This article is part of our series, “Cloud of Witnesses: Stories from the Church.” Read more from the series here.
‘Twas the night before Christmas, when all through the house
Not a creature was stirring, not even a mouse;
The stockings were hung by the chimney with care,
In hopes that St. Nicholas soon would be there.
These are the opening lines to the famous poem “A Visit from Saint Nicholas,” more commonly referred to as “The Night Before Christmas.” The author, Clement Clarke Moore, was the first to link Saint Nicholas with Christmas. In doing so he essentially created Santa Claus as we think of him today. The sleigh drawn by reindeer, rosy cheeks, white beard, and jiggling belly all feature in the poem. But who was the real Saint Nicholas? The truth is, that’s a rather hard question to answer. Moore was not the first to invent stories about Saint Nicholas. In fact, almost every story that has been passed down to us about Nicholas is likely exaggerated or totally invented. So what can we be sure of?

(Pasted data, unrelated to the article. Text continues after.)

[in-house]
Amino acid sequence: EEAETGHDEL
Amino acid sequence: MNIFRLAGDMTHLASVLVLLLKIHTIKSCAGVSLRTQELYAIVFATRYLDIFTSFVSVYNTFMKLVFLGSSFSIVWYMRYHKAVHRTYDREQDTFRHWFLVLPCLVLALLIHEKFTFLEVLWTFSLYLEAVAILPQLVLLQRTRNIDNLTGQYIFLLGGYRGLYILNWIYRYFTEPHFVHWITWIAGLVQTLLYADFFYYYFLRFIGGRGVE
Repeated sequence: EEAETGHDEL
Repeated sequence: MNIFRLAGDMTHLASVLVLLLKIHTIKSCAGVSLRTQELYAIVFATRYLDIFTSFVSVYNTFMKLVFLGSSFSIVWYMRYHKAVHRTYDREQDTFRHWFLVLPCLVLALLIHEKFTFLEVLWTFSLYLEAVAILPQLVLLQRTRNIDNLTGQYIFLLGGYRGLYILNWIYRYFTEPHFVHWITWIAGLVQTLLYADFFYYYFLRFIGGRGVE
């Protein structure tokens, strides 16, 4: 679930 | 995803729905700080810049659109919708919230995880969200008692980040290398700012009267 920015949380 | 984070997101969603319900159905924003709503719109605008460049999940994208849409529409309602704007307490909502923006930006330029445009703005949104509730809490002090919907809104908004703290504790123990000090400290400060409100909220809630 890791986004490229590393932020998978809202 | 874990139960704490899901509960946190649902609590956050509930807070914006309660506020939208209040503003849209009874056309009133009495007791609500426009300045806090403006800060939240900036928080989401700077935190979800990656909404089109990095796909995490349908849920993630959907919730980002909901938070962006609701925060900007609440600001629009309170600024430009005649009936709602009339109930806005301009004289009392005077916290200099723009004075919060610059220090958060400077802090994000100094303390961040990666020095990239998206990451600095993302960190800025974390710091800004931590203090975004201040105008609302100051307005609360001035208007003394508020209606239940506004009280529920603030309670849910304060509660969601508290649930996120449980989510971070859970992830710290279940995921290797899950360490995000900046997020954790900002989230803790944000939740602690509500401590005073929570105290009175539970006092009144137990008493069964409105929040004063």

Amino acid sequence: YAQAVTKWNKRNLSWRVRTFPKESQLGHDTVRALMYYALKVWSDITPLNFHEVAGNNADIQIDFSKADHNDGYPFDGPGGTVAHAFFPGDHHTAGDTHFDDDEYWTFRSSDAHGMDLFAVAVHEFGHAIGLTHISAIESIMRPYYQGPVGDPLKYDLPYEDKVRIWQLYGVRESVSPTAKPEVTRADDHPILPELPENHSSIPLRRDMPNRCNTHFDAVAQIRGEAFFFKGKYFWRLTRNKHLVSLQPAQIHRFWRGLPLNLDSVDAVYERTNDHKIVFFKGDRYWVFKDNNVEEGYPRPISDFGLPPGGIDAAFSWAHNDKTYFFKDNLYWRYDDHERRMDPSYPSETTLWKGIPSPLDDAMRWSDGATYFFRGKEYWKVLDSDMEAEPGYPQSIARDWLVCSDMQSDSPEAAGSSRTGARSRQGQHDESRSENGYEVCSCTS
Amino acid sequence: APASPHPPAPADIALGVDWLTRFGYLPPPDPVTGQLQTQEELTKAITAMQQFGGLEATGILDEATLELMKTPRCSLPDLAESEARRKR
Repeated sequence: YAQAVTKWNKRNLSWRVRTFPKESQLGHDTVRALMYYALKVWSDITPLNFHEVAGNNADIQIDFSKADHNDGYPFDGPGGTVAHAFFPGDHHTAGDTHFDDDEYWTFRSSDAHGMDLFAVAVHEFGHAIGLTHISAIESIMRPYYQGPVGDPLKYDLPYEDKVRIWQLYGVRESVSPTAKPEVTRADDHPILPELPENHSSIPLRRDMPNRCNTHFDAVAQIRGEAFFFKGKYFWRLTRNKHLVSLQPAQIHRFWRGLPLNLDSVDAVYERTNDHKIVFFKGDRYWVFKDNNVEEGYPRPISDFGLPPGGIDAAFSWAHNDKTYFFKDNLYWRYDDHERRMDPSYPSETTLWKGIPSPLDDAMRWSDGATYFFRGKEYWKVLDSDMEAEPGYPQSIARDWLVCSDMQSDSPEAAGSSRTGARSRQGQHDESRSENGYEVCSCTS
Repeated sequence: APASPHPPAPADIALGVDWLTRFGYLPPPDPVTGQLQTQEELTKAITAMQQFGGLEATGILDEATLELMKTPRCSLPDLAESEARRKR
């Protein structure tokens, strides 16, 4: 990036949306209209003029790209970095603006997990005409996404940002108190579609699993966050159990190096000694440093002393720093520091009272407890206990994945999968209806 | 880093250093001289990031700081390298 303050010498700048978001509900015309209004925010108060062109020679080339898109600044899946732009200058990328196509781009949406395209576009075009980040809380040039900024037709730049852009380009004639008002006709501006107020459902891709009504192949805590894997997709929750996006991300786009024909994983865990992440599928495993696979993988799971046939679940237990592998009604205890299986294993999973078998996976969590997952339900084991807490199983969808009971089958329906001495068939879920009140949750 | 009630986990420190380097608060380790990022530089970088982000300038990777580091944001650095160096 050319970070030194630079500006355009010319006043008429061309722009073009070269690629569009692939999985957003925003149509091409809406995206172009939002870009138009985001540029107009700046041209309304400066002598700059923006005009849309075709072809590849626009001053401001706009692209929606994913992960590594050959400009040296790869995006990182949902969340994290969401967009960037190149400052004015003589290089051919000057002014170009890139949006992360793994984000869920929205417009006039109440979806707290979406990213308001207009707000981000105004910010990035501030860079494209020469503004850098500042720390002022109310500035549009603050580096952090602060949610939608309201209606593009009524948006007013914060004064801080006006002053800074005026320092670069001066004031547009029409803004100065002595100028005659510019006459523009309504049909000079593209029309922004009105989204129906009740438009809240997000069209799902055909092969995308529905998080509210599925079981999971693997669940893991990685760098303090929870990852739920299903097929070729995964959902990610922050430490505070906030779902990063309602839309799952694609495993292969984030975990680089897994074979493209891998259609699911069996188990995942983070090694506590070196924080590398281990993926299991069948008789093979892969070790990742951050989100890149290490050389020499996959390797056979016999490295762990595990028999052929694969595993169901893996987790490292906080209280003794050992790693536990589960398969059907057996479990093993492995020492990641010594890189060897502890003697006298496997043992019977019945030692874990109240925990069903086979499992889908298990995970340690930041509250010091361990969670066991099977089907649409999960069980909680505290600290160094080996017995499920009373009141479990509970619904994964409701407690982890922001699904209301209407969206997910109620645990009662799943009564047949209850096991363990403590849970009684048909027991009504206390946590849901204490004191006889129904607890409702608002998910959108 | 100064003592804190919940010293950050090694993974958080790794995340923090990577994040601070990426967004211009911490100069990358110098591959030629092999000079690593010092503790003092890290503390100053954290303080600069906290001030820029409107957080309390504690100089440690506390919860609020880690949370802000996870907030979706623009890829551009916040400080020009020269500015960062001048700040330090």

Some Basic Facts
We can be pretty certain that Nicholas lived between about 260 and 335 AD in the city of Myra, which sat on the coast of the Mediterranean sea in Asia Minor (modern-day Turkey). During these years he would have seen Rome in turmoil and observed Constantine’s victory over his competition for sole rule of the Roman Empire, which transformed the empire from a pagan society to a Christian one. These broader events are reflected in the stories of Nicholas’s life that come down to us. From claims that he was persecuted under Diocletian to tales that he was at the Council of Nicea, Nicholas is firmly placed in this time period, even if we have a hard time sorting fact from fiction in the sources that tell us about his life.